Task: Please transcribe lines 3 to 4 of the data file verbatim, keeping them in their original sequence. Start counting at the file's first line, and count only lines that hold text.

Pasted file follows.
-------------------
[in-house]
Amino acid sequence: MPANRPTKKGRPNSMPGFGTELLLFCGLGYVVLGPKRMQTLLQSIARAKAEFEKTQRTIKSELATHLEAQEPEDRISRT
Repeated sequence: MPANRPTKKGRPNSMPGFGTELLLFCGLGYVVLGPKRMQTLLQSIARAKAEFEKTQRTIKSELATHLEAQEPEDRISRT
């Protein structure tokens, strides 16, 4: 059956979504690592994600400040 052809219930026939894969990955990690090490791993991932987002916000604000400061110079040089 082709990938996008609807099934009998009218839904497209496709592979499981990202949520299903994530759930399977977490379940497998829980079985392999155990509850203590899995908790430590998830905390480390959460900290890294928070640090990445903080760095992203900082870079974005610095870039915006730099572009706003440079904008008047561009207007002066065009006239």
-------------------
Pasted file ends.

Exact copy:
Repeated sequence: MPANRPTKKGRPNSMPGFGTELLLFCGLGYVVLGPKRMQTLLQSIARAKAEFEKTQRTIKSELATHLEAQEPEDRISRT
């Protein structure tokens, strides 16, 4: 059956979504690592994600400040 052809219930026939894969990955990690090490791993991932987002916000604000400061110079040089 082709990938996008609807099934009998009218839904497209496709592979499981990202949520299903994530759930399977977490379940497998829980079985392999155990509850203590899995908790430590998830905390480390959460900290890294928070640090990445903080760095992203900082870079974005610095870039915006730099572009706003440079904008008047561009207007002066065009006239």